So for a while I was living two lives. One was at work and the theater, where I was a guy named Bill. The other was with my friends in the transgender (TG) support groups, who knew me as a gal named Wendy. With them, I could relax and just “be myself” for the first time in my life. It was wonderful!

Except that I couldn’t really relax, and I couldn’t really be honest with my TG friends. I was deathly afraid that the people who knew me as “Bill” would find out about “Wendy”. So I could tell my TG friends everything about myself … except where I lived, where I worked, that I was active with a theater group, and so on. I didn’t dare invite any of them to the theater productions, least they accidentally “out” me.

So I was still hiding, no matter who I was with.

When I first joined the TG support group, several people told me I’d never get any peace until I “came out” and “went full time.” That is, admit to everyone that I’m transgender, and transition from male to female and live the rest of my life as Wendy. At first I didn’t believe them. I thought “that boat had sailed” in 1970. But slowly I came to suspect they might be right, and in May 2011 I started to see a gender therapist. After much soul-searching, in April 2012, I decided they were right, and I started to take the first steps – facial electrolysis to permanently remove my beard, and female hormones to reshape my body – and I planned to go “full time” by the end of 2012.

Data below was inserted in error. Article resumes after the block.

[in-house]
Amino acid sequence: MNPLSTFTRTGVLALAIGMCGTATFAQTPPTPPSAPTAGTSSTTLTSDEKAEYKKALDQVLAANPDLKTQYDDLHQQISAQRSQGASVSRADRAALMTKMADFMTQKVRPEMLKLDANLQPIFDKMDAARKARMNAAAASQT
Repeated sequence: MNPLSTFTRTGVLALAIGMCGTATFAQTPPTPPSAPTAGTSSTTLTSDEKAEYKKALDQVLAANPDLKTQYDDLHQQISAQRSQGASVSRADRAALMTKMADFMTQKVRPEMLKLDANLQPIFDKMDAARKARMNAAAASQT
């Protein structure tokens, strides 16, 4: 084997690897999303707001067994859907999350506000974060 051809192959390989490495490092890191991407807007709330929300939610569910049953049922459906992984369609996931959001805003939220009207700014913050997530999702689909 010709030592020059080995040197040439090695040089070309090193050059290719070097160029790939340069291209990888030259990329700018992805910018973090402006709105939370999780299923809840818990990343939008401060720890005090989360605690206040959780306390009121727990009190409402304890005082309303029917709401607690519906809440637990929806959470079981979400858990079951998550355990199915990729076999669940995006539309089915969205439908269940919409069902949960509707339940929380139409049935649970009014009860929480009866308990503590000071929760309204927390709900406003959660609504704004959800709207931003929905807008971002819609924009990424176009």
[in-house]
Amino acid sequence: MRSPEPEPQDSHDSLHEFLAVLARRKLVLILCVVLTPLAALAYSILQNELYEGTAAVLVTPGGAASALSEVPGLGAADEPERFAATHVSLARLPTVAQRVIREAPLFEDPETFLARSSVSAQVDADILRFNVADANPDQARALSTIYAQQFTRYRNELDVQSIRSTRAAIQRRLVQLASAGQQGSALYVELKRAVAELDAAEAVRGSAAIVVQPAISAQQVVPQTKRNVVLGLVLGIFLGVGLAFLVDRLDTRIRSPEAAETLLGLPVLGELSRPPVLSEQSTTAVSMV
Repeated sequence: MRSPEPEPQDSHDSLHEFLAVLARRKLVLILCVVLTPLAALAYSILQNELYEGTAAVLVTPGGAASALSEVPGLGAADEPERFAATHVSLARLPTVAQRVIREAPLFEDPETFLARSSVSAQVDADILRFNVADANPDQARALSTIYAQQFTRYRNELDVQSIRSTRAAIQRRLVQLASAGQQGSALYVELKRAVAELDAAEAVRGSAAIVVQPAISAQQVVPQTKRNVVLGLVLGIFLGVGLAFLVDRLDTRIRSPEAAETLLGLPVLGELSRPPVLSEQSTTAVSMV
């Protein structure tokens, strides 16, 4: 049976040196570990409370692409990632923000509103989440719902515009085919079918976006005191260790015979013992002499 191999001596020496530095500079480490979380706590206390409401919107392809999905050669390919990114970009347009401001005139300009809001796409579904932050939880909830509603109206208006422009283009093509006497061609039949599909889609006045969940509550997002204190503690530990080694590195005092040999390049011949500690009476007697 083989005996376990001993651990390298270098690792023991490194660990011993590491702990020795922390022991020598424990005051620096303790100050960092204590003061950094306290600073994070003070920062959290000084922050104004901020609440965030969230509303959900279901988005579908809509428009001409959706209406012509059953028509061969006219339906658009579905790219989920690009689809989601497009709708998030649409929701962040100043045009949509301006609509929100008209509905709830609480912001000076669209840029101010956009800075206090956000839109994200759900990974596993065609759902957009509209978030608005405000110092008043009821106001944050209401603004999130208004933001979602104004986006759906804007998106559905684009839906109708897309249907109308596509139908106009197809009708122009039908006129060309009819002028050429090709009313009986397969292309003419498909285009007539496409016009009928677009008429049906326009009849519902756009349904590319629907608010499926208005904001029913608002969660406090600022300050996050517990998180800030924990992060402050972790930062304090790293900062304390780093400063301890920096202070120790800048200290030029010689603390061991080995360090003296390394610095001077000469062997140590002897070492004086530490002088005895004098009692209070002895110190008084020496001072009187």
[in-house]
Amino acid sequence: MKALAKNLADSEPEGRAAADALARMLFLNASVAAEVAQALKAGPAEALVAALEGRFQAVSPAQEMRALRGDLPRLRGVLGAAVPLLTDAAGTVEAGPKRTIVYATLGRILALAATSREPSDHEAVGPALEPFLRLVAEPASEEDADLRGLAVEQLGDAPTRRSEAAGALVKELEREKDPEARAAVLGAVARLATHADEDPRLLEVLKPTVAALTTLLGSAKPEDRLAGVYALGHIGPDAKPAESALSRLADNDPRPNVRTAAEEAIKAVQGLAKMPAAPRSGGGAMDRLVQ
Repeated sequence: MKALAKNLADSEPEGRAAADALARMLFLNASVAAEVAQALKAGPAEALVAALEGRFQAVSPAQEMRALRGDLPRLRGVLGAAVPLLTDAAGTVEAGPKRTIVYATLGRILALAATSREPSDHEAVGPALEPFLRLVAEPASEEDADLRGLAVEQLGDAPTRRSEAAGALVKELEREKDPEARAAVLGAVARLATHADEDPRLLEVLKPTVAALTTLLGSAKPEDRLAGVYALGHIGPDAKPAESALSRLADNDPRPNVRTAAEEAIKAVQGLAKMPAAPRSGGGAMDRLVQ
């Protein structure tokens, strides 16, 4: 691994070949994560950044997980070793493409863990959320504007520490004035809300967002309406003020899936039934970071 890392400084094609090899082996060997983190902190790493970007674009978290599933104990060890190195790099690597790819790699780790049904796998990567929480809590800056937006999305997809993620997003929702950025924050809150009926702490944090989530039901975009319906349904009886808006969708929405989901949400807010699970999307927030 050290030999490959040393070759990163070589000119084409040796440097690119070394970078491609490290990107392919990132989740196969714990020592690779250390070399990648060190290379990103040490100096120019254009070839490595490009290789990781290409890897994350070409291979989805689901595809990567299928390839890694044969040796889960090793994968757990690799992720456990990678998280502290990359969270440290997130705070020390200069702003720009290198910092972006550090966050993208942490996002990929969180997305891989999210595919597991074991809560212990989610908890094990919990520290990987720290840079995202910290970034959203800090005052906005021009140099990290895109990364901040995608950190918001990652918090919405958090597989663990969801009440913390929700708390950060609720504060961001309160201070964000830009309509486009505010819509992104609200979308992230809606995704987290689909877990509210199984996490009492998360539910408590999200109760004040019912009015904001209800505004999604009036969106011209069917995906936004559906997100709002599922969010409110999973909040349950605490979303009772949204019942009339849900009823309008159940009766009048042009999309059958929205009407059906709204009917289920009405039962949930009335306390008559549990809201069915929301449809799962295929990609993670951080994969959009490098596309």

In November 2012, I told the theater board that I was transgender, and that I was transitioning to Wendy. After they got over their initial surprise (and I convince them this wasn’t an elaborate joke), they were amazingly accepting, particularly when I realize how many of my TG friends have been rejected by their families, their parents, their kids, their church, and even their coworkers.

So what does this mean for my friends at the theater? To start, please call me Wendy, and use she/her. Yes, you’ll probably slip and use “Bill” sometimes. I might too. Don’t worry, I won’t have a hissy fit.

Remember that I’m still the same person. As they say, “You can take the gal out of geeksville, but you can’t take geeksville out of the gal.” I’m still a computer nerd and a theater techie. Most of the time I’ll wear jeans and tops and sneakers – just like most women. But they’ll fit better and I’ll use a wider color palette. Yes, I will wear skirts & dresses occasionally – but not when I’m climbing a ladder. What kind of girl do you think I am?

As I said, I’m still the same person, and I’ll still tell bad jokes and make bad puns.

 

- Wendy Roome